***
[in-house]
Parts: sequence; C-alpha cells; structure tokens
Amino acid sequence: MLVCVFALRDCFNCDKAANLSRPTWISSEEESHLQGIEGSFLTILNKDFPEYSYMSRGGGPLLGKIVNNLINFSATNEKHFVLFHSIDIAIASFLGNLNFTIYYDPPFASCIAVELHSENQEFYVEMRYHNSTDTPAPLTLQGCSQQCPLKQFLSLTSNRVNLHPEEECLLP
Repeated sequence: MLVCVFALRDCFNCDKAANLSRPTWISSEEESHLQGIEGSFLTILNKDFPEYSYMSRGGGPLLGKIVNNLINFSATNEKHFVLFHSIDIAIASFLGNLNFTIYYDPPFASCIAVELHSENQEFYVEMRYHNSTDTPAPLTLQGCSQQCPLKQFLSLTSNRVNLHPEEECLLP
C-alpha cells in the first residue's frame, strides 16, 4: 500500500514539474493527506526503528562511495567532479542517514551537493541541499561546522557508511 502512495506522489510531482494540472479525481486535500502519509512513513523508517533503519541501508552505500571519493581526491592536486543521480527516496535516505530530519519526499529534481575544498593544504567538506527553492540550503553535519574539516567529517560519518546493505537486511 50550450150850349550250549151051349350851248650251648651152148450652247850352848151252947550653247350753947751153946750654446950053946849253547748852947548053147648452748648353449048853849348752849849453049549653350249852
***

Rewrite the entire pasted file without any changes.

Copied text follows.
[in-house]
Parts: sequence; C-alpha cells; structure tokens
Amino acid sequence: MLVCVFALRDCFNCDKAANLSRPTWISSEEESHLQGIEGSFLTILNKDFPEYSYMSRGGGPLLGKIVNNLINFSATNEKHFVLFHSIDIAIASFLGNLNFTIYYDPPFASCIAVELHSENQEFYVEMRYHNSTDTPAPLTLQGCSQQCPLKQFLSLTSNRVNLHPEEECLLP
Repeated sequence: MLVCVFALRDCFNCDKAANLSRPTWISSEEESHLQGIEGSFLTILNKDFPEYSYMSRGGGPLLGKIVNNLINFSATNEKHFVLFHSIDIAIASFLGNLNFTIYYDPPFASCIAVELHSENQEFYVEMRYHNSTDTPAPLTLQGCSQQCPLKQFLSLTSNRVNLHPEEECLLP
C-alpha cells in the first residue's frame, strides 16, 4: 500500500514539474493527506526503528562511495567532479542517514551537493541541499561546522557508511 502512495506522489510531482494540472479525481486535500502519509512513513523508517533503519541501508552505500571519493581526491592536486543521480527516496535516505530530519519526499529534481575544498593544504567538506527553492540550503553535519574539516567529517560519518546493505537486511 50550450150850349550250549151051349350851248650251648651152148450652247850352848151252947550653247350753947751153946750654446950053946849253547748852947548053147648452748648353449048853849348752849849453049549653350249852